Rowdies talk new home in St. Pete

ST. PETERSBURG, Florida - The Tampa Bay Rays aren't the only local team thinking about a new stadium.

Tampa Bay Rowdies owner Bill Edwards confirmed to 10 News on Friday that he'd like to see a new, 18,000-20,000-seat stadium on St. Petersburg's waterfront, although his immediate priority is getting the team's current home, Al Lang Stadium, up to league standards.

As first detailed last week in the Shadow of the Stadium sports business blog, Edwards started putting the wheels in motion for a new stadium by successfully lobbying the state legislature to include the minor-league North American Soccer League (NASL) in groups eligible for state stadium subsidies. Previously, only the NBA, NHL, NFL, and MLB were eligible for the $2 million annual stadium subsidies.

But on Friday, Edwards acknowledged the state subsidies -- which will now be approved by the governor's Department of Economic Opportunity, rather than the legislature -- were on the table for a potential new St. Petersburg soccer stadium.

"I'd love to see them -- see us -- find a way to build a stadium on the waterfront that holds 18-to-20,000 people," Edwards said of a possible Al Lang replacement. "It would be a great place to see a soccer game, concerts, field hockey, let college play lacrosse, and lots of things that could happen in that place that would be great for downtown."

Edwards says the team cannot play another season at Al Lang without leveling the pitch and re-sodding. He says he'll put up the $123,000 needed for the work if St. Petersburg will end its 67-year history of playing baseball there.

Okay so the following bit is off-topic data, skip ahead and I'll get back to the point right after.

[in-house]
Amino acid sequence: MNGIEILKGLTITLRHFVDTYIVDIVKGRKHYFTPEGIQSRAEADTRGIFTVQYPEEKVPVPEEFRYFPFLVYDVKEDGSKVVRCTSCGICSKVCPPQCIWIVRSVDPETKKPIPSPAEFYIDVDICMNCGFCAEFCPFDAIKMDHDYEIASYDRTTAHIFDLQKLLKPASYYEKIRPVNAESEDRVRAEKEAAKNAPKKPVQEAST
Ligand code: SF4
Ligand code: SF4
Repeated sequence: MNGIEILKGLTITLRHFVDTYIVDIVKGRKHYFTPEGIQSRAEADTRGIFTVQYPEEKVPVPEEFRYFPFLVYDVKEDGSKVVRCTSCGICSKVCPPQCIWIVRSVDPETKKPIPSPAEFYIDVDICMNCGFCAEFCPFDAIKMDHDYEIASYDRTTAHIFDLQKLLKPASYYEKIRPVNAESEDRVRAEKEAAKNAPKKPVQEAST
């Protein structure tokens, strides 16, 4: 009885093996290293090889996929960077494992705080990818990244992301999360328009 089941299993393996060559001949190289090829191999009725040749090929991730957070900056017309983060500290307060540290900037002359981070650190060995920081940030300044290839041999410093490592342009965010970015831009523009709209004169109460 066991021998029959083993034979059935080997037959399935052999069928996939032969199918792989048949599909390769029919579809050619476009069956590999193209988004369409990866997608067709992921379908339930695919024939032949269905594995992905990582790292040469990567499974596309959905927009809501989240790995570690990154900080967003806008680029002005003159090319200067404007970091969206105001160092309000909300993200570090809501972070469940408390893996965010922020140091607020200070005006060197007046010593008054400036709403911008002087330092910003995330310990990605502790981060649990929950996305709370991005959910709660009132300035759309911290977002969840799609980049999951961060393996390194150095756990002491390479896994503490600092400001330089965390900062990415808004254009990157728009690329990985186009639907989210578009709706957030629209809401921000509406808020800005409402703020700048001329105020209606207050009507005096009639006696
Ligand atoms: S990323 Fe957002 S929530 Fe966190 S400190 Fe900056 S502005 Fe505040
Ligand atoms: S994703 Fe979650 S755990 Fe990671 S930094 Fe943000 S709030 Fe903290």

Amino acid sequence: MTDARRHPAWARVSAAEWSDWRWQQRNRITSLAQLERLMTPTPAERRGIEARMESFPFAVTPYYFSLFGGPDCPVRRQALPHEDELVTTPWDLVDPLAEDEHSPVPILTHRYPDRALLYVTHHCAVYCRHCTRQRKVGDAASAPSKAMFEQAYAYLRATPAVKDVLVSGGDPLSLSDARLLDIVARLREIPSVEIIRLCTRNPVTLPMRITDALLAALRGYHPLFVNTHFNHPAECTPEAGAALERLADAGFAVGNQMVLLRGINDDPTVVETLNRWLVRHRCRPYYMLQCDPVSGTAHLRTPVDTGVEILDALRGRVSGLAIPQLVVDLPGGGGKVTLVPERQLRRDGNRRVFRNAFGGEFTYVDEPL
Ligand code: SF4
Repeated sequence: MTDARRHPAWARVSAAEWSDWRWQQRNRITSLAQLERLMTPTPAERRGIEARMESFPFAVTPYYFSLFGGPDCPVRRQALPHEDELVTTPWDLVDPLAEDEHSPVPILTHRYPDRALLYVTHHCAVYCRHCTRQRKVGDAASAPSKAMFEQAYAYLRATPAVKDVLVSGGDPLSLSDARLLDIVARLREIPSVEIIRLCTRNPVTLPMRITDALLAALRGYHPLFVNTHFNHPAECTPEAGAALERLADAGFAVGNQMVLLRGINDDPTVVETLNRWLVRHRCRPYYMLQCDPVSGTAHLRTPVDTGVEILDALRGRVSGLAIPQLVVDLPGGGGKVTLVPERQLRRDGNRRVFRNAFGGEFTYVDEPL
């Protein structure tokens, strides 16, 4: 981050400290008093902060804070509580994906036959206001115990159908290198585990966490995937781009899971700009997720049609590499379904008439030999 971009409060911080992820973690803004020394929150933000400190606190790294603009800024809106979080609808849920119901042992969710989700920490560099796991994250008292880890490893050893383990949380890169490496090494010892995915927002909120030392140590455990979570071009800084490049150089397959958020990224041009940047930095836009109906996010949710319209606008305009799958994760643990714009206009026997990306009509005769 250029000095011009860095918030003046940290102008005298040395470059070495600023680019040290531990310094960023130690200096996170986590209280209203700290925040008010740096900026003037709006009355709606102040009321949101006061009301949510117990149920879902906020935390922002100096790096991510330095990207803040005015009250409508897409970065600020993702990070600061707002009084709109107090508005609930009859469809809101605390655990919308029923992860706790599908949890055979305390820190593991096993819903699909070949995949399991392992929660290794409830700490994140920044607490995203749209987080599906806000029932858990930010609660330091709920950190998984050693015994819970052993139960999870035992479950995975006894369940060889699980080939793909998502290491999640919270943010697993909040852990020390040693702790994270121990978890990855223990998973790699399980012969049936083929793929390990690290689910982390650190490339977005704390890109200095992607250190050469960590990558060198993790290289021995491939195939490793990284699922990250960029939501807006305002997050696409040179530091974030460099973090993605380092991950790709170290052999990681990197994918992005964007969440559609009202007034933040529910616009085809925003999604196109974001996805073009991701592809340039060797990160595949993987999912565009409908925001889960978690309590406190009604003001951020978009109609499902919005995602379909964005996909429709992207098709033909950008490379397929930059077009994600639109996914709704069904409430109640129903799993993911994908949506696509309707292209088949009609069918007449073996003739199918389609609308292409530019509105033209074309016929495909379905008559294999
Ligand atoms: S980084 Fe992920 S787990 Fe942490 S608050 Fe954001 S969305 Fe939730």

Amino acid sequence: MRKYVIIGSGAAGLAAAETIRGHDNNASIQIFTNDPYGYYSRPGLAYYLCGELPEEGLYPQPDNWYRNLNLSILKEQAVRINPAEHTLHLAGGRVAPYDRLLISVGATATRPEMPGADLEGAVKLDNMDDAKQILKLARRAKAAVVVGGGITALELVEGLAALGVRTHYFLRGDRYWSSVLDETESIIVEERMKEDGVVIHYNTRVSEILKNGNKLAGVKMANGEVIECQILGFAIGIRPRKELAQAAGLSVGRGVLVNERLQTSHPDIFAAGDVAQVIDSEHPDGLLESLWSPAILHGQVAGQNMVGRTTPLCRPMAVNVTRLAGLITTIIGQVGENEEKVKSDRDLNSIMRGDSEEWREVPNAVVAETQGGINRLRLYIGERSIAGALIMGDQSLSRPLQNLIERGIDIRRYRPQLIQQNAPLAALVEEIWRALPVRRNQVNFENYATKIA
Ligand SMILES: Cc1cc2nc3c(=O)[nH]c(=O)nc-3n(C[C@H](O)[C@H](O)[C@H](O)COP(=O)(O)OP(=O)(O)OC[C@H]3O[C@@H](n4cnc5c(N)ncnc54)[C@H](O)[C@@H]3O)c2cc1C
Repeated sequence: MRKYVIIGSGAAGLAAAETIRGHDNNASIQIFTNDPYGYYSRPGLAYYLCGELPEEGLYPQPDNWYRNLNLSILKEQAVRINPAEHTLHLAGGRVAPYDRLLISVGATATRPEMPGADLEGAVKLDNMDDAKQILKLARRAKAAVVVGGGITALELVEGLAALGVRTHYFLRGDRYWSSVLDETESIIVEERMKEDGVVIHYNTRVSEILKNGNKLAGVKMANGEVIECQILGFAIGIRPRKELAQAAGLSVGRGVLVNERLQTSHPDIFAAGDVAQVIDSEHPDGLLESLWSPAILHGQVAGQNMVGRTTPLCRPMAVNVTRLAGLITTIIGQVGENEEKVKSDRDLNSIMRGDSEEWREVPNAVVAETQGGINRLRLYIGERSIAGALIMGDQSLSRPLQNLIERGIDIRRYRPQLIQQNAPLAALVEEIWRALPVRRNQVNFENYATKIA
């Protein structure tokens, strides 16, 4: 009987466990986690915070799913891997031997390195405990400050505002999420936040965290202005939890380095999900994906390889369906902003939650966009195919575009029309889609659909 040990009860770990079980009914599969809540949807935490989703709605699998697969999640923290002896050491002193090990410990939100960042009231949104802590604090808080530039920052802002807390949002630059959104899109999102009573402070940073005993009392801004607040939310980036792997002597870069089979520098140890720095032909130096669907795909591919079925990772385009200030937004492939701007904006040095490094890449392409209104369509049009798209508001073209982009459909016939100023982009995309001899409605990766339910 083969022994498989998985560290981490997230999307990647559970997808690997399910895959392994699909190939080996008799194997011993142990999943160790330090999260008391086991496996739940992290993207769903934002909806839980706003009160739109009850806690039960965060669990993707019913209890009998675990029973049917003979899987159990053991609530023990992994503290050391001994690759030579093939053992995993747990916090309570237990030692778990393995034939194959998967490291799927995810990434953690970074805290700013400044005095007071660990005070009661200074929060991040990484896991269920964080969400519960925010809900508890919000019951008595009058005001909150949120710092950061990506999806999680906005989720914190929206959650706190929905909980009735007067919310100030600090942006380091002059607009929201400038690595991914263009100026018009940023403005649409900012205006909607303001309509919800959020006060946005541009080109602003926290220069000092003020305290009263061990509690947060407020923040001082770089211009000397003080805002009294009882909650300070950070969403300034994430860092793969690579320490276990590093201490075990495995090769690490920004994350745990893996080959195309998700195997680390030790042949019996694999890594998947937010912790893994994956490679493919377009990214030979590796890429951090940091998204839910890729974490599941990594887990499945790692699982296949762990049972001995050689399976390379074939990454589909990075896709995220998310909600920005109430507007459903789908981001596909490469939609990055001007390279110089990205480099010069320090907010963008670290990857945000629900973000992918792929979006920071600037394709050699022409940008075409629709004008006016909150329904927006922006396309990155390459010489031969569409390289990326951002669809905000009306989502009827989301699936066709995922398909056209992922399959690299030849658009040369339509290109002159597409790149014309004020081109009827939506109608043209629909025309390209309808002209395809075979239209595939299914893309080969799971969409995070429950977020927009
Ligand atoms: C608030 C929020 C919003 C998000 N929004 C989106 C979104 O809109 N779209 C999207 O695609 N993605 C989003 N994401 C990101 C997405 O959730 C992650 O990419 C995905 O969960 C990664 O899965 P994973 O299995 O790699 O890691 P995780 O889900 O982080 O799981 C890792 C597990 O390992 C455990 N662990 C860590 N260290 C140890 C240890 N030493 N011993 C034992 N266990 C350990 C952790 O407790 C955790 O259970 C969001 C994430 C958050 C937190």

"We've got probably the worst field in the country as far as the league is concerned," Edwards said, attributing the bumpy pitch and dead grass to baseball.

Edwards added that leaks and mold plague the clubhouse, while more than 900 seats are not usable.

If St. Petersburg doesn't fix the major problems at Al Lang, Edwards said he may take the team to Tampa as soon as this fall, although he didn't have a specific venue in mind.

"I'm not asking to move, I'm fighting to stay," Edwards said of St. Petersburg.

The mere mention of "Tampa" is likely to trigger an emotional response from a region that's played tug-of-war for years over institutions like the Buccaneers, Rays, and the international airport.

But Edwards sees St. Petersburg as his long-term home and would like to get a new stadium built on the current site of Al Lang. And he thinks he can get it done for a tenth of the cost of a new baseball stadium.

"I'm not one of those guys that thinks you have to spend $200 million on a stadium," Edwards said. "I think somewhere between $30 and $60 million would build you a tremendously beautiful stadium."

Edwards believes the team could qualify for state tax dollars after the passage of a new stadium subsidy bill, but he wouldn't speculate as to whether city or county tax dollars would come into play too. The possibility could seemingly put the Rowdies at-odds with the Tampa Bay Rays, who are also presumed to be seeking local tax revenues for a new stadium, albiet in Tampa, preferably.

Mayor Rick Kriseman told 10 News that a soccer-only stadium wasn't practical in Downtown St. Petersburg, but a multi-use stadium may be more cost-efficient than renovating Al Lang.

"How much do we invest in (Al Lang) to keep it functioning," Kriseman asked rhetorically. "(We may) cross that line where it may not make sense anymore if we're going to rebuild it."

Edwards said other teams and sports could share the facility, but not baseball.

Edwards also wouldn't speculate whether entering Major League Soccer (MLS), the United State's top soccer league, was in his plans saying he liked the direction the NASL was going.

Find 10 Investigates reporter Noah Pransky on Facebook or follow his updates on Twitter. Read his Sports Business Blog at Shadow of the Stadium.


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